Recent research has shown that wearing contact lenses can potentially lead to significant changes in the populations of bacteria that reside on the surface of the eye, and these individuals could be more prone to infections as a result.
Researchers at the New York University’s School of Medicine examined the microbiomes of the eye surfaces and the skin right below the eye in nine people who wore contacts and 11 who did not. The people who wore contacts turned out to have higher populations of Pseudomonas, Acinetobacter, Lactobacillus, and Methylobacterium. Additionally, these individuals had more similar bacterial makeup on the eye surface and skin under eye when compared to those who did not wear contacts. Several eye infections, including corneal ulcers, have been connected to Pseudomonas.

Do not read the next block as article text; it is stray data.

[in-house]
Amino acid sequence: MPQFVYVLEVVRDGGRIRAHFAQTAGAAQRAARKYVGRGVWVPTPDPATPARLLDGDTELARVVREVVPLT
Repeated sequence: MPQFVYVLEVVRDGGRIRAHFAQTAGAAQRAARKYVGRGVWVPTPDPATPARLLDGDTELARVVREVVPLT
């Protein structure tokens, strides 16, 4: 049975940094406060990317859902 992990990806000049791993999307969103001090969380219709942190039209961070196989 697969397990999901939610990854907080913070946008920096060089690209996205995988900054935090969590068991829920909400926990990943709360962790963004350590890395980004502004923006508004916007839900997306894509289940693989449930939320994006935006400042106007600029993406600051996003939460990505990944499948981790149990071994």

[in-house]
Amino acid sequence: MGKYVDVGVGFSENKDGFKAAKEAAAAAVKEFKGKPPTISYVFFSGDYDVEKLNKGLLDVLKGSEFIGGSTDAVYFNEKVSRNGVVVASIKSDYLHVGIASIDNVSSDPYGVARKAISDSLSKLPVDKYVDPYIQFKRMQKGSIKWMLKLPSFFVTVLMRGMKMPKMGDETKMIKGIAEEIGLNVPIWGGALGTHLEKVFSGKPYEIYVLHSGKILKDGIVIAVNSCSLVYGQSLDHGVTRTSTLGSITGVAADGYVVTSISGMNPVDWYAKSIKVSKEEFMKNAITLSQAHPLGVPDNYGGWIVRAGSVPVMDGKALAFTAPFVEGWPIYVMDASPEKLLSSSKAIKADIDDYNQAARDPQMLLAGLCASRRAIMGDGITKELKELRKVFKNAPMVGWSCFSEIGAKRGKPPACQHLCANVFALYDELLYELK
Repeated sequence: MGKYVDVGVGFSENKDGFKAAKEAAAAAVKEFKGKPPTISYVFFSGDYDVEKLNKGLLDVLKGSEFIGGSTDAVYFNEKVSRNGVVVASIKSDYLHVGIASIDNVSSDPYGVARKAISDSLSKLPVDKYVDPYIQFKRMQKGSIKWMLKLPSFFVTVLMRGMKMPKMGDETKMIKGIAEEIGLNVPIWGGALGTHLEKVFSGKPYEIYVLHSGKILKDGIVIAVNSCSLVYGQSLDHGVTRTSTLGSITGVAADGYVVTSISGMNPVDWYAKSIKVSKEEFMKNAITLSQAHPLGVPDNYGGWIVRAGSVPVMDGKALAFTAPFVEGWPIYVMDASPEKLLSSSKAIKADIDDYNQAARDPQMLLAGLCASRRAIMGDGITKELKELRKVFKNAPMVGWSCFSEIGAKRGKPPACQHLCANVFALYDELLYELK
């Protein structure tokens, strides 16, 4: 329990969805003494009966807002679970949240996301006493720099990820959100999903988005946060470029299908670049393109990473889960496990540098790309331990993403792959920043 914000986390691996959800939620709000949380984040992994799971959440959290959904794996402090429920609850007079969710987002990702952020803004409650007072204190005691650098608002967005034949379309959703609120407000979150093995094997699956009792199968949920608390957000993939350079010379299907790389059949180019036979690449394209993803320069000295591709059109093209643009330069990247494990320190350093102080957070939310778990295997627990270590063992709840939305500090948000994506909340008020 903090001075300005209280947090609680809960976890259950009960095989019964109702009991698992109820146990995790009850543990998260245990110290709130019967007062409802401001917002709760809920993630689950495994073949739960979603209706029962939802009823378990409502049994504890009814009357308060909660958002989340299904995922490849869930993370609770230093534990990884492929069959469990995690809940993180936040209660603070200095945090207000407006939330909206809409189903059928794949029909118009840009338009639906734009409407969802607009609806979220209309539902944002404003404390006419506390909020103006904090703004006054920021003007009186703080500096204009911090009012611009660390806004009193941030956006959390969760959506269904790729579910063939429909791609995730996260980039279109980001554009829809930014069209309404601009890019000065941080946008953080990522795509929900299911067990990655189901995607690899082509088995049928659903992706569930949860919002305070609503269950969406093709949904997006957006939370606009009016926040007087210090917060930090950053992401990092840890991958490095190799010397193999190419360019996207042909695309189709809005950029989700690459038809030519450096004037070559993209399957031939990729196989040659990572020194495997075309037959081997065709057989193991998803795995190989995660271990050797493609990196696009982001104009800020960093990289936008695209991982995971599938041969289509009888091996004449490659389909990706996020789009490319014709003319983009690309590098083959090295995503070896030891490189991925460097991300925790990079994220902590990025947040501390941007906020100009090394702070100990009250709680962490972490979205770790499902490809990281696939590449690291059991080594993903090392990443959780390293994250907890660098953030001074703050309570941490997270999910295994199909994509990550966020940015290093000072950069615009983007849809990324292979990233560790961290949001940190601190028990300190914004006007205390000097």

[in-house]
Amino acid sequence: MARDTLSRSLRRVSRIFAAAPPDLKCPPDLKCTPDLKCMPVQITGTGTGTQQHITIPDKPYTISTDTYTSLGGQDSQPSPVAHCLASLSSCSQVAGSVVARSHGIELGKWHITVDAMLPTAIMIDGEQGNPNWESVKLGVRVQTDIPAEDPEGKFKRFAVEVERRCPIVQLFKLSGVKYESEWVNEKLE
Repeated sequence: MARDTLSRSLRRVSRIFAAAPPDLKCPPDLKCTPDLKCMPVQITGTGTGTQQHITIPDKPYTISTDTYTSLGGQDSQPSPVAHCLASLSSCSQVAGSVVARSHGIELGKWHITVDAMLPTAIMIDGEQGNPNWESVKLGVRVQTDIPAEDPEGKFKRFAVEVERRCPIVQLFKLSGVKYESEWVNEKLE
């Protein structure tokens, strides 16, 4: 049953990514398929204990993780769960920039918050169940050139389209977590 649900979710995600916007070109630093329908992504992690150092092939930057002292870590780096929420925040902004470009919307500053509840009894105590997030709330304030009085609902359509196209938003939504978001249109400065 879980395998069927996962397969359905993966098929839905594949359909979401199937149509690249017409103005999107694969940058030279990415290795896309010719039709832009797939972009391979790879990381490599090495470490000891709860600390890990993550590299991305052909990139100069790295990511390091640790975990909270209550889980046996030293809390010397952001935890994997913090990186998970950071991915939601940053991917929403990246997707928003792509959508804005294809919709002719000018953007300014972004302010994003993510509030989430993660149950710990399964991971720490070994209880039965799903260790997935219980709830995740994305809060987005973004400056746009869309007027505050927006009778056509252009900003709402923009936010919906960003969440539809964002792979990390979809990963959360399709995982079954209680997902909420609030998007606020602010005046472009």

Infections are not simply the result of wearing contacts, however said researcher Sergio Cortes. It has been shown that they are often the result of a failure to take good care of their lenses and practice good hygiene when it comes to their contacts. If people are putting in and taking out contacts with dirty hands or failing to properly clean their lenses, it could be more possible for the eyes to become infected. The researchers are recommending that daily lenses may be the best option for those who wear contacts, because they will be using a fresh pair every day rather than continuing to reuse a pair with notable unsanitary buildup.